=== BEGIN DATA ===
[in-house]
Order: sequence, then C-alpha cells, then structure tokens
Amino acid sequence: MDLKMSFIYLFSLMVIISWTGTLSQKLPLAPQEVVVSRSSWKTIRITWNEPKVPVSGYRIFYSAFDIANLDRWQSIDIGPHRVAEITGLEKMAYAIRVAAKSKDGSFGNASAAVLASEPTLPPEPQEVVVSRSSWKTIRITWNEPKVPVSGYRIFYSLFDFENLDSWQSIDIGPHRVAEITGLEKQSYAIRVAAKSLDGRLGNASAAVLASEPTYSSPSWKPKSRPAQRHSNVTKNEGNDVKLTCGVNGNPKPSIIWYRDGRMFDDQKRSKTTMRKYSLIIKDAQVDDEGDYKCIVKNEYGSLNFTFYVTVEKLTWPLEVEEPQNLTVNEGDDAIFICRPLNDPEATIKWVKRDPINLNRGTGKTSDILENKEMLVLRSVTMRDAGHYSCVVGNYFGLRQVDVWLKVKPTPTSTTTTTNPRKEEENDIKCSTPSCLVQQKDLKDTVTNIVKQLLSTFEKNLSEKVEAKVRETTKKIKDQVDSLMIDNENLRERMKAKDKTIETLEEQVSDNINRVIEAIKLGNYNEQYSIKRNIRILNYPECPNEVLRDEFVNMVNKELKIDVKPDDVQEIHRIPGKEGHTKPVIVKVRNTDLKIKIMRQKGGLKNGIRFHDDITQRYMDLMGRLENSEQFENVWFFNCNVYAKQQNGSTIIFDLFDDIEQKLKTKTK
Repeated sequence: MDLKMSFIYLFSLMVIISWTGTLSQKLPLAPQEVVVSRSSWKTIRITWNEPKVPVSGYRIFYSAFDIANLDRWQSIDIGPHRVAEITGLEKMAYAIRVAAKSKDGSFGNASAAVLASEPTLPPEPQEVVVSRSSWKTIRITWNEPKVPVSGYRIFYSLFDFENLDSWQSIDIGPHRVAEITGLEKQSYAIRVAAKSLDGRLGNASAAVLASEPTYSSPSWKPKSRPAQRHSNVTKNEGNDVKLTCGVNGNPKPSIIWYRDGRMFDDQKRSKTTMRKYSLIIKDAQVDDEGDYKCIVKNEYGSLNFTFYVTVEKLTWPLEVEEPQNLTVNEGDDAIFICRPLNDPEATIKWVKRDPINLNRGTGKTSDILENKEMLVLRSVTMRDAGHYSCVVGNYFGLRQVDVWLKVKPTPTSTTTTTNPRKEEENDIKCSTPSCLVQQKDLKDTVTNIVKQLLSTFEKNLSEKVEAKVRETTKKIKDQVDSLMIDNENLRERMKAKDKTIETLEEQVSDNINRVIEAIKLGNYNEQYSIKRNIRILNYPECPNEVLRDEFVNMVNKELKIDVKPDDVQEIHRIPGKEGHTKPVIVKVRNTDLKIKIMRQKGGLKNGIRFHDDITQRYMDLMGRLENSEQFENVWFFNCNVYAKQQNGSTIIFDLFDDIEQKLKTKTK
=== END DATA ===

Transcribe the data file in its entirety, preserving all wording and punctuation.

[in-house]
Order: sequence, then C-alpha cells, then structure tokens
Amino acid sequence: MDLKMSFIYLFSLMVIISWTGTLSQKLPLAPQEVVVSRSSWKTIRITWNEPKVPVSGYRIFYSAFDIANLDRWQSIDIGPHRVAEITGLEKMAYAIRVAAKSKDGSFGNASAAVLASEPTLPPEPQEVVVSRSSWKTIRITWNEPKVPVSGYRIFYSLFDFENLDSWQSIDIGPHRVAEITGLEKQSYAIRVAAKSLDGRLGNASAAVLASEPTYSSPSWKPKSRPAQRHSNVTKNEGNDVKLTCGVNGNPKPSIIWYRDGRMFDDQKRSKTTMRKYSLIIKDAQVDDEGDYKCIVKNEYGSLNFTFYVTVEKLTWPLEVEEPQNLTVNEGDDAIFICRPLNDPEATIKWVKRDPINLNRGTGKTSDILENKEMLVLRSVTMRDAGHYSCVVGNYFGLRQVDVWLKVKPTPTSTTTTTNPRKEEENDIKCSTPSCLVQQKDLKDTVTNIVKQLLSTFEKNLSEKVEAKVRETTKKIKDQVDSLMIDNENLRERMKAKDKTIETLEEQVSDNINRVIEAIKLGNYNEQYSIKRNIRILNYPECPNEVLRDEFVNMVNKELKIDVKPDDVQEIHRIPGKEGHTKPVIVKVRNTDLKIKIMRQKGGLKNGIRFHDDITQRYMDLMGRLENSEQFENVWFFNCNVYAKQQNGSTIIFDLFDDIEQKLKTKTK
Repeated sequence: MDLKMSFIYLFSLMVIISWTGTLSQKLPLAPQEVVVSRSSWKTIRITWNEPKVPVSGYRIFYSAFDIANLDRWQSIDIGPHRVAEITGLEKMAYAIRVAAKSKDGSFGNASAAVLASEPTLPPEPQEVVVSRSSWKTIRITWNEPKVPVSGYRIFYSLFDFENLDSWQSIDIGPHRVAEITGLEKQSYAIRVAAKSLDGRLGNASAAVLASEPTYSSPSWKPKSRPAQRHSNVTKNEGNDVKLTCGVNGNPKPSIIWYRDGRMFDDQKRSKTTMRKYSLIIKDAQVDDEGDYKCIVKNEYGSLNFTFYVTVEKLTWPLEVEEPQNLTVNEGDDAIFICRPLNDPEATIKWVKRDPINLNRGTGKTSDILENKEMLVLRSVTMRDAGHYSCVVGNYFGLRQVDVWLKVKPTPTSTTTTTNPRKEEENDIKCSTPSCLVQQKDLKDTVTNIVKQLLSTFEKNLSEKVEAKVRETTKKIKDQVDSLMIDNENLRERMKAKDKTIETLEEQVSDNINRVIEAIKLGNYNEQYSIKRNIRILNYPECPNEVLRDEFVNMVNKELKIDVKPDDVQEIHRIPGKEGHTKPVIVKVRNTDLKIKIMRQKGGLKNGIRFHDDITQRYMDLMGRLENSEQFENVWFFNCNVYAKQQNGSTIIFDLFDDIEQKLKTKTK